Democratic U.S. Rep. Bob Carr will
compete for Sen. Donald Riegle's seat
in the U.S. Senate. Carrran acloserace
for the Democratic nomination against
state Sen. Lana Pollack.
Pollack, an Ann Arbor senator since
1982, trailed Carr by only 1 percent or
Carr's moderate voting record in
the past could have put him at a disad-
vantage in the primaries, but it may
help to draw Republican votes in the
He willface strong opposition from
Abraham, who chaired the Michigan
Republican Party from 1983-90.
See ELECTIONS, Page 2
* 'U' cannot enforce
plan, AATU says
By Michelle Lee Thompson
DAILY STAFF REPORTER
The 10,000students whomoveinto
the residence halls in two weeks will
bring lofts, clothing, futons and other
They will also bring a lot of traffic,
left meandering about the streets of
Ann Arbor with nowhere to park and
precious few streets with space to drive
To help solve the problems, the
University has devised a new move-in
plan. The schedule this year is "stag-
gered"toease congestiononand around
JONATHAN LURIE/Daly campus, according to the booklet sent
President Clinton gives his support to Howard Wolpe and Bob Carr. to students who will be living on cam-
Aug. 31 and Sept. 1 are the desig-
gate high cost of textbooks ntedasmoen days fortyeand
transfer students, and each day's plans
The committee decided to meet LSA. carry different residence halls' open-
again Aug. 26 to set up a task force to Committee members said they were ings, and include most CentralCampus
increase awareness of the topic and to not aware of student complaints. dorms. Sophomore, junior and senior
prepare a "tip sheet" for faculty about "Ireally have to say that we haven't students living on campus are asked to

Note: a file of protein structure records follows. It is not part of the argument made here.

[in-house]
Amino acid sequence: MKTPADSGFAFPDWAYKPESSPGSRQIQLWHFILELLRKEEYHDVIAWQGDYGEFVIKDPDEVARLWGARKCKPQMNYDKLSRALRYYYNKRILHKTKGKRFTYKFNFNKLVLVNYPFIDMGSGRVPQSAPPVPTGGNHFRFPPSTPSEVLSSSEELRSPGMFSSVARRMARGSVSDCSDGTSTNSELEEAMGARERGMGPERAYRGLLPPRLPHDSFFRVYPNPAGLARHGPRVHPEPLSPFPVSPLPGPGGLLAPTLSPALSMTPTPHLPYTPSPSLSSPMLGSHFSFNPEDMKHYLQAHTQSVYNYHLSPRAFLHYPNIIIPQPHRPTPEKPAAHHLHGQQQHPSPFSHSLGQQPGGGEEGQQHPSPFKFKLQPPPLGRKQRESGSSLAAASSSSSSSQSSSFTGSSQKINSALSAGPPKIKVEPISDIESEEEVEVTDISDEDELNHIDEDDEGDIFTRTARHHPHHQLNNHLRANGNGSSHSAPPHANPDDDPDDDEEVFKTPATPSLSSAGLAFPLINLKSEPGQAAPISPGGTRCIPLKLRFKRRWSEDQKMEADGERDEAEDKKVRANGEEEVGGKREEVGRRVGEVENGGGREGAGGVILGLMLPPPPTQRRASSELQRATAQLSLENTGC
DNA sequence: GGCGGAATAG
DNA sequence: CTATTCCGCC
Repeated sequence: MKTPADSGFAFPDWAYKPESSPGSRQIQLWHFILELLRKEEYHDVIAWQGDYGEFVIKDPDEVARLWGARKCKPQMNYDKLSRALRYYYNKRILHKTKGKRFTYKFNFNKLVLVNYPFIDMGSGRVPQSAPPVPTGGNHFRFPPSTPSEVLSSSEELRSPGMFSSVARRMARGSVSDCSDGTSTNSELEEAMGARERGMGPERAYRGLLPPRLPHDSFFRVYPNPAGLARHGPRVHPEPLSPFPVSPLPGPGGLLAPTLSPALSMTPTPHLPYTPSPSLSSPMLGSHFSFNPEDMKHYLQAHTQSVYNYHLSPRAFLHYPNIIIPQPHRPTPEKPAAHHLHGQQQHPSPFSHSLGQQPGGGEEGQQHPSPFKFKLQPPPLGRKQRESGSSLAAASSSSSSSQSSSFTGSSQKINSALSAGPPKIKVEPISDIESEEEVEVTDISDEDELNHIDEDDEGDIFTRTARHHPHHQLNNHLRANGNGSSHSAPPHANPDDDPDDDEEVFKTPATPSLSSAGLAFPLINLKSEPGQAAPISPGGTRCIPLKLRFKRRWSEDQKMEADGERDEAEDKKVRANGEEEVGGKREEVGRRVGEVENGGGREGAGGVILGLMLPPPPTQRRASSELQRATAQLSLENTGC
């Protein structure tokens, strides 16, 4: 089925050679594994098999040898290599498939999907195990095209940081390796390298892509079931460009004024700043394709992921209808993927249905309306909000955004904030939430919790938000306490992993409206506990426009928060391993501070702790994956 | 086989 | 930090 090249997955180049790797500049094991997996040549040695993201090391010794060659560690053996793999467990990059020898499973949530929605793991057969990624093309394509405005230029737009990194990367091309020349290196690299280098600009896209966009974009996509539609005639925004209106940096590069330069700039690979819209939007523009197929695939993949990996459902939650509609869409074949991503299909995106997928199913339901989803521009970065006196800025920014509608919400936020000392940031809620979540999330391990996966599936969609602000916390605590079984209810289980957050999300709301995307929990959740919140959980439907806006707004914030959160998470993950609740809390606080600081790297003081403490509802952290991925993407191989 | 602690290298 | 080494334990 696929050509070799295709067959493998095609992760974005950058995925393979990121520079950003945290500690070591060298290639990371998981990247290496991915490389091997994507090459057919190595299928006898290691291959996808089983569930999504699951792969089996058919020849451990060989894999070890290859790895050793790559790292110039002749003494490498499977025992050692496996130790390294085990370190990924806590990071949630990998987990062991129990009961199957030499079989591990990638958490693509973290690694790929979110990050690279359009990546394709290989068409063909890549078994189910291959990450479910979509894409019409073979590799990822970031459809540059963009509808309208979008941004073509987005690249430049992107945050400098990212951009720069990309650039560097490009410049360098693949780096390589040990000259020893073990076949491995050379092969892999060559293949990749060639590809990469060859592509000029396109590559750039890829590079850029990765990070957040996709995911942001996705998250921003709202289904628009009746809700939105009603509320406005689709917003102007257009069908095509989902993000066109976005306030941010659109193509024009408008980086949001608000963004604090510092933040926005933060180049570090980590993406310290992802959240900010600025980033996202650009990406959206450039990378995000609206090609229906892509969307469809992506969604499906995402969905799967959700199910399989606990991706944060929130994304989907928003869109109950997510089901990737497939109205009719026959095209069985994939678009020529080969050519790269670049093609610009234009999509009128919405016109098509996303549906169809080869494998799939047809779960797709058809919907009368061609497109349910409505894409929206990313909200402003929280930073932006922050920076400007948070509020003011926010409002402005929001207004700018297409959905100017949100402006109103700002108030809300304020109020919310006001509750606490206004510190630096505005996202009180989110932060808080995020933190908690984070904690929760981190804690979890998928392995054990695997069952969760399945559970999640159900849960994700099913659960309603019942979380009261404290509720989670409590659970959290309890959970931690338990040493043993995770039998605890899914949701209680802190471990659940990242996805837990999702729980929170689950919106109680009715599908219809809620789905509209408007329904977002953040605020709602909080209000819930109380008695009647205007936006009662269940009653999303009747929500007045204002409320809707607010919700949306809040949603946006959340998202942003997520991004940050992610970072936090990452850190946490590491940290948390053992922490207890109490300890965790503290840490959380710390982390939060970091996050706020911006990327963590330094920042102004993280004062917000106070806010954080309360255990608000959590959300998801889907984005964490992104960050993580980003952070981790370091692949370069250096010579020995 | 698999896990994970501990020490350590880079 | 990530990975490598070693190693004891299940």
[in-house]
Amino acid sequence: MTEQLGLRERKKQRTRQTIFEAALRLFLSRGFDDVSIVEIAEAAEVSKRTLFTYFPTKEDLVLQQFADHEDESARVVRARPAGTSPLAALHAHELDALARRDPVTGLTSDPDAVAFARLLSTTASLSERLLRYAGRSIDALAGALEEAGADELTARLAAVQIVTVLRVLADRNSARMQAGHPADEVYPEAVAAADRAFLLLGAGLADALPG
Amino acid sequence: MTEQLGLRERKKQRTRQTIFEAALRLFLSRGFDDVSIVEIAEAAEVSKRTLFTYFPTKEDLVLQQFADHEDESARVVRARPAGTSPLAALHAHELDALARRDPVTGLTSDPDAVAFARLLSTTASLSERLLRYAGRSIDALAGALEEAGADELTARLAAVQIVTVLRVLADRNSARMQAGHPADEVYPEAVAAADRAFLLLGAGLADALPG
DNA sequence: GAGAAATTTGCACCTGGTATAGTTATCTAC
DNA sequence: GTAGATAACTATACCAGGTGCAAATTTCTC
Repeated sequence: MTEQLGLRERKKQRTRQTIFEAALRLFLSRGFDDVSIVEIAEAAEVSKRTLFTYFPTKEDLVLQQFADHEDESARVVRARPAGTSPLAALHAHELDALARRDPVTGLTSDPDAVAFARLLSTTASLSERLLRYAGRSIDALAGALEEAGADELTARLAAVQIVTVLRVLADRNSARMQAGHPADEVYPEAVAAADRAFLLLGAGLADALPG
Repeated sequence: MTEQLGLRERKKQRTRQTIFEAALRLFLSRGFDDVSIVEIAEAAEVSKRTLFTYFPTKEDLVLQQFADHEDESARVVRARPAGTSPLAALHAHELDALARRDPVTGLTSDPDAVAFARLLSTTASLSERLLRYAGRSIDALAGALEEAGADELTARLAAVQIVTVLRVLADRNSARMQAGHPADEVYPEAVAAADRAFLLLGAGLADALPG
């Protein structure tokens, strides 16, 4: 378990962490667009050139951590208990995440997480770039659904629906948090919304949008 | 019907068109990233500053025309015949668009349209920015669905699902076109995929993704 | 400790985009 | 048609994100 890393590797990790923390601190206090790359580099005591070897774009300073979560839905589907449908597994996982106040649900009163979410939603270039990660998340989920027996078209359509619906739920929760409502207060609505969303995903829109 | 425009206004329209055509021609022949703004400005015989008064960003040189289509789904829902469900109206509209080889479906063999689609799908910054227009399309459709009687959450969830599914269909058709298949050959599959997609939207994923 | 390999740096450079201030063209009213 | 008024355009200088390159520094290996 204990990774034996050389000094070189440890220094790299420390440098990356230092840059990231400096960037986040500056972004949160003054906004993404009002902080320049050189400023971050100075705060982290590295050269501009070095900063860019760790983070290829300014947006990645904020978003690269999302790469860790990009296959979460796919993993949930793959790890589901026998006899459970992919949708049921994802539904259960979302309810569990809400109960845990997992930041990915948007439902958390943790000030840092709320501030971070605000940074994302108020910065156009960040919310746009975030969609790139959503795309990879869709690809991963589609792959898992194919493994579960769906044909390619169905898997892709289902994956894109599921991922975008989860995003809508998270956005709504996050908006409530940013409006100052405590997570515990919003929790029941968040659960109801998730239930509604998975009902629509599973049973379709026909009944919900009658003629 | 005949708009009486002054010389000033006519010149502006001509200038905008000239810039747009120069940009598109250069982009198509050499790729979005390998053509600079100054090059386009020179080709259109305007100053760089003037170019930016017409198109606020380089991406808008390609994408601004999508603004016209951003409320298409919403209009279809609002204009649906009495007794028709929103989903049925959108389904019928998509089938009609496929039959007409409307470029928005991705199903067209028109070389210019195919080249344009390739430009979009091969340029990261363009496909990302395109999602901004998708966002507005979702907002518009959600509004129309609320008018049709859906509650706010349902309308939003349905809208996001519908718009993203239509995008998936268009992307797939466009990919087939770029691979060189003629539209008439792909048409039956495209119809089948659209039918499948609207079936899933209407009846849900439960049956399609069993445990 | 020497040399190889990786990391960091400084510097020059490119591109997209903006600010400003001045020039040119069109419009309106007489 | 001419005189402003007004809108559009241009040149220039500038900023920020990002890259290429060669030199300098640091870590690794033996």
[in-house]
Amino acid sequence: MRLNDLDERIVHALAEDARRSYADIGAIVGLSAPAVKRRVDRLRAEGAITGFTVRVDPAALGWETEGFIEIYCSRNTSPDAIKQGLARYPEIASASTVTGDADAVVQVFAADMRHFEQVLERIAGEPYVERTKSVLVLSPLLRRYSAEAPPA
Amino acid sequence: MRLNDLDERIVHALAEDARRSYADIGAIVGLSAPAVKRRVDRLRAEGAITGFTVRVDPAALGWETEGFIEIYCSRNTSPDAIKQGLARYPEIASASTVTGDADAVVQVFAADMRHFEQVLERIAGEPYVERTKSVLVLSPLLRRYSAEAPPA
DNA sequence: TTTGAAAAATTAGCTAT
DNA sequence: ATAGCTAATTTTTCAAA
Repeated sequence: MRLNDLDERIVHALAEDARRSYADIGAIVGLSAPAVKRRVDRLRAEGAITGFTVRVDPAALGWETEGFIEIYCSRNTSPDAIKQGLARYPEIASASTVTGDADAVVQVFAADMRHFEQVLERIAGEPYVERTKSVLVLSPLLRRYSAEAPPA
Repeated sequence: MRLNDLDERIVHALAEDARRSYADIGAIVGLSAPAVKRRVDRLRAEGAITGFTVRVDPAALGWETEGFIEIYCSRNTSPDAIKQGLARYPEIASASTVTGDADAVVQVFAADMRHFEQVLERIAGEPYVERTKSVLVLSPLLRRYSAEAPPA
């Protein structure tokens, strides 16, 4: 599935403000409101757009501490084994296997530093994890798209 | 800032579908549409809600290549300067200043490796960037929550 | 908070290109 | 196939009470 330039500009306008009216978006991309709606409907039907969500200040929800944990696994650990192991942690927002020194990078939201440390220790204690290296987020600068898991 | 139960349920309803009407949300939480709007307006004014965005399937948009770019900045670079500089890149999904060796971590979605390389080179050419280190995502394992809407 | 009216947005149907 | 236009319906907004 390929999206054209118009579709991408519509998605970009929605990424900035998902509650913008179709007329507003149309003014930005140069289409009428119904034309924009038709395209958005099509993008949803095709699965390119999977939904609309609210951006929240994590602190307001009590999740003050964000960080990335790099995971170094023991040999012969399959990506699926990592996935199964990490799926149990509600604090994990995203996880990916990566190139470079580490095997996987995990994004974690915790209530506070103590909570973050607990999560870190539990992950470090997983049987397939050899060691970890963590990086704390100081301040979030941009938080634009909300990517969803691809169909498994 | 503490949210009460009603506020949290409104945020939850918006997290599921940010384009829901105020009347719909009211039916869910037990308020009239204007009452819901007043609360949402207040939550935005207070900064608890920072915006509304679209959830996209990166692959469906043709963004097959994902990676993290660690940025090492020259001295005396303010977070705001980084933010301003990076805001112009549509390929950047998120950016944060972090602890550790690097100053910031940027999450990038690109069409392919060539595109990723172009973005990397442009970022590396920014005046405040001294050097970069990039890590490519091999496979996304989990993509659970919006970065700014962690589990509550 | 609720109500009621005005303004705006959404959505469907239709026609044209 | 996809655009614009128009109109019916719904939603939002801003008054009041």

the subject in the interim. been aware of this at Michigan," said moveEa QuadN t Campus and other
Representatives from the state leg- Associate Provost Susan Lipschutz, a h
islature, universities and bookstore committee member. "It's been handled housing residents may move in on or
owners discussed the high prices and by the bookstores. They circulate the after Aug. 31, the day student leases
low resale value of textbooks and re- request for book orders and have a B the terms of their leasesstu-
lated student complaints in the Michi- cover letter saying it's important but it dentshave theright tomove in n 'Aug.
gan Union. Despite the focus on stu- doesn't have the same conviction as if 31, when their leases begin, although
dent concerns, the only student present the letter came from someone else." thenrsi asehbes u eal
was Mike Christie Jr., a Michigan Stu- Committee members debated if the
dent Assembly representative from See TEXTBOOKS, Page 3 Se Movy-N, Page 2
rank C. Lee
AlLY STAFF REPORTER
As students migrate back to cam-
us, textbooks will weigh heavily on
eir minds. However, they won't be
e only ones taking a hard look at
xtbooks and their prices.
In July, President James J.
uderstadt directed Provost and Ex-
ve Vice President for Academic
rs Gilbert R. Whitaker Jr. and
ice President for Student Affairs
aureen A. Hartford to construct a
lan to deal with the cost of textbooks.
'U' to investit
put together acommittee to spend some
time looking at it this fall," Hartford
said. "We came up with some names
that the provost was going to appoint."
Hartford said the committee will be
looking more into the book-ordering
process at the University. She said the
committee will begin meeting this fall.
Besides University discussion, the
state Legislature is looking atthe topic.
A meeting Aug. 3 on textbook prices
held by the Michigan Houses' Higher
Education Committee debated the topic.